n the monument to Colonel Ambler, erected by his children.
Mrs. Ambler lies by him. Mr. and Mrs. Chapman Johnson, Judge and Mrs. Cabell, Mr. and Mrs. John Wickham, surrounded by their children, who were the companions of my youth; also, their lovely grand-daughter, Mrs. W. H F. Lee, who passed away last winter, at an early age, while her husband was prisoner of war. Near them is the grave of the Hon. Benjamin Watkins Leigh; of Judge and Mrs. Stanard, and of their gifted son; of dear Mrs. Henningham Lyons and her son James, from whose untimely end she never recovered; of our sweet friend, Mrs. Lucy Green.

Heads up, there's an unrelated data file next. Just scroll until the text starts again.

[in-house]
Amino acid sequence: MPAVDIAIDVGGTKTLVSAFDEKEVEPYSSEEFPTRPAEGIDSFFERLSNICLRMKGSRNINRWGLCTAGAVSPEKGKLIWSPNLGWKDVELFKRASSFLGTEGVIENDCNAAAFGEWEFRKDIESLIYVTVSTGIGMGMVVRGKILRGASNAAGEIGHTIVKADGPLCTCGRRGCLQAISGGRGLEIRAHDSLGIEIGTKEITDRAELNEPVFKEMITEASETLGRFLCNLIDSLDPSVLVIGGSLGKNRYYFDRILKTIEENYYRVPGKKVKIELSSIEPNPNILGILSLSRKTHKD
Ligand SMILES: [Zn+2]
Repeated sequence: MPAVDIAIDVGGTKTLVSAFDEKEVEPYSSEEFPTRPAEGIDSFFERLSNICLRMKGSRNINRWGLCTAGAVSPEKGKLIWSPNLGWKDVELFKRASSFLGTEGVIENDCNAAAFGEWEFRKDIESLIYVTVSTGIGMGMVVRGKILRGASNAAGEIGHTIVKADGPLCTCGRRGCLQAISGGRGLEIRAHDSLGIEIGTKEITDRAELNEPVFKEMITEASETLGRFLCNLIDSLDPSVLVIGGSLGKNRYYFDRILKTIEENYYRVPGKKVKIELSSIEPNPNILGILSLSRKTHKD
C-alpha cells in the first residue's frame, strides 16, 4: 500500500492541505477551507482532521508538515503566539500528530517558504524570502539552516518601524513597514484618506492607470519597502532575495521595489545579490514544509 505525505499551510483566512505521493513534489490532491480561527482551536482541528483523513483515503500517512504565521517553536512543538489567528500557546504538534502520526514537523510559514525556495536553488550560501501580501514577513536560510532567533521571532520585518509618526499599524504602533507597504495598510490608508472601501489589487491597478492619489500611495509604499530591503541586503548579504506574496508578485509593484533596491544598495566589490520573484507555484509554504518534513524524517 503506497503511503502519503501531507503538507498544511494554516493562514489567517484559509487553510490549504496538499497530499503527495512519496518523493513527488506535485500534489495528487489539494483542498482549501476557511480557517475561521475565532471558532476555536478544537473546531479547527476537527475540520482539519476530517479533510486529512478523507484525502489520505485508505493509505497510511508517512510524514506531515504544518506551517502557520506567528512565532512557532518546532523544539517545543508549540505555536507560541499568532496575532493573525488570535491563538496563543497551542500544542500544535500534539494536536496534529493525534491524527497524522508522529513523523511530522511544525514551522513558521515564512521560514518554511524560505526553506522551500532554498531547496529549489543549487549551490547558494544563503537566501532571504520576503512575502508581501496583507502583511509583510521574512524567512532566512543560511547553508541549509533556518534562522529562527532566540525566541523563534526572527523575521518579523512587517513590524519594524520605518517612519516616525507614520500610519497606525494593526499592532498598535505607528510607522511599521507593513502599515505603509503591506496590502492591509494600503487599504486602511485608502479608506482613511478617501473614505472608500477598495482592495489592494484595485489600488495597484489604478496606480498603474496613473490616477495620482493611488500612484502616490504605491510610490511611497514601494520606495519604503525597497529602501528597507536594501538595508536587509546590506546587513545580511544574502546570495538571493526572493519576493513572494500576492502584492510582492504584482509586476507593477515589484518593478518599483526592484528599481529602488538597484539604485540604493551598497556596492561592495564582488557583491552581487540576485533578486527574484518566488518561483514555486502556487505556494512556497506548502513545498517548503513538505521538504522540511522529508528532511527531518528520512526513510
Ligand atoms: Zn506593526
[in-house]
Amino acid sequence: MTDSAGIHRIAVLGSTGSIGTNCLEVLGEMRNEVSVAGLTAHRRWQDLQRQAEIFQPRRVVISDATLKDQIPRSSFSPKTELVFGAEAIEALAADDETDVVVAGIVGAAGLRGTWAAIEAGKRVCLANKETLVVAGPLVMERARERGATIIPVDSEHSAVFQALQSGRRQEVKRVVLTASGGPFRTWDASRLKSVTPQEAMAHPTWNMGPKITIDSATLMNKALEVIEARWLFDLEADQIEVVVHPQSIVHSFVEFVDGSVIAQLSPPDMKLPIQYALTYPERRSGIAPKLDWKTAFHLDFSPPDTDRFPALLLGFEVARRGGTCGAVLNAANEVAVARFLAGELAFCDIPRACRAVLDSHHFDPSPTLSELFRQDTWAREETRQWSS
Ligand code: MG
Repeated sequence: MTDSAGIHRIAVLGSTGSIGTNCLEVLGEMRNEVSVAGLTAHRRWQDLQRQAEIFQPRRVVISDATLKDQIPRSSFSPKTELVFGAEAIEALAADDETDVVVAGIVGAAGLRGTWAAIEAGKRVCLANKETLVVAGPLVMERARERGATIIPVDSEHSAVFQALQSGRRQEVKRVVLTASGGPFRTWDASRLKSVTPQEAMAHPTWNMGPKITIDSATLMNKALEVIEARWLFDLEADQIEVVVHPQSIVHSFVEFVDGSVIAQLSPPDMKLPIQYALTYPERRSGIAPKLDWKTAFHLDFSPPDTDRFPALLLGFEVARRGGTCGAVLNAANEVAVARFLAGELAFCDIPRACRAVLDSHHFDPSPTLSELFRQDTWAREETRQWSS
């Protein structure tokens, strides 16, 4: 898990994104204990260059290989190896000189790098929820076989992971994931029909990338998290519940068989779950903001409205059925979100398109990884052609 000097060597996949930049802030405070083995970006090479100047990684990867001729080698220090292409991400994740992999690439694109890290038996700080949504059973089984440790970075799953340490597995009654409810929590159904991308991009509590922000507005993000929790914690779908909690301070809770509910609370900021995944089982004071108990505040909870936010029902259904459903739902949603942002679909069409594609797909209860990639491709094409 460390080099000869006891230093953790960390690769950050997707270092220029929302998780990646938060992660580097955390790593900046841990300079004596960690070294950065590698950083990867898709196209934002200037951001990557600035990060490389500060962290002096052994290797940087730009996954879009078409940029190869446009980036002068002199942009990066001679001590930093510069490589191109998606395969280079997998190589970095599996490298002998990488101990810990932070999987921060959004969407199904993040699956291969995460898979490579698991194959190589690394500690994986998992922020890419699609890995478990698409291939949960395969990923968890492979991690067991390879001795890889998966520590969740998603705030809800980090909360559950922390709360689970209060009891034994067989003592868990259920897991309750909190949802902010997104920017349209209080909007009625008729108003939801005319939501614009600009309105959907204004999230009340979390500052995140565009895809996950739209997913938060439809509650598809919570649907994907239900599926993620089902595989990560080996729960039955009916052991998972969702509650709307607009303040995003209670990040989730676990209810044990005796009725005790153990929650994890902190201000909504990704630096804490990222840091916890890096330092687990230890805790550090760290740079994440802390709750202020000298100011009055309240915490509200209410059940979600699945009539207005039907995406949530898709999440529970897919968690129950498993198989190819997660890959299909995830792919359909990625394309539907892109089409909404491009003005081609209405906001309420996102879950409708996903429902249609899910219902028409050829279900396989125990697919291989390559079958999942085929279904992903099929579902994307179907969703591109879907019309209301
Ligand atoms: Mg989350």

Then there is the handsome monument of Mrs. Abraham Warwick and the grave of her son, dear Clarence, who died so nobly at Gaines's Mill in 1862.
His grave seems to be always covered with fresh flowers, a beautiful offering to one whose young life was so freely given to his country.
Again I stood beside the tombs of two friends, whom I dearly loved, Mrs. Virginia Heth and Mrs. Mary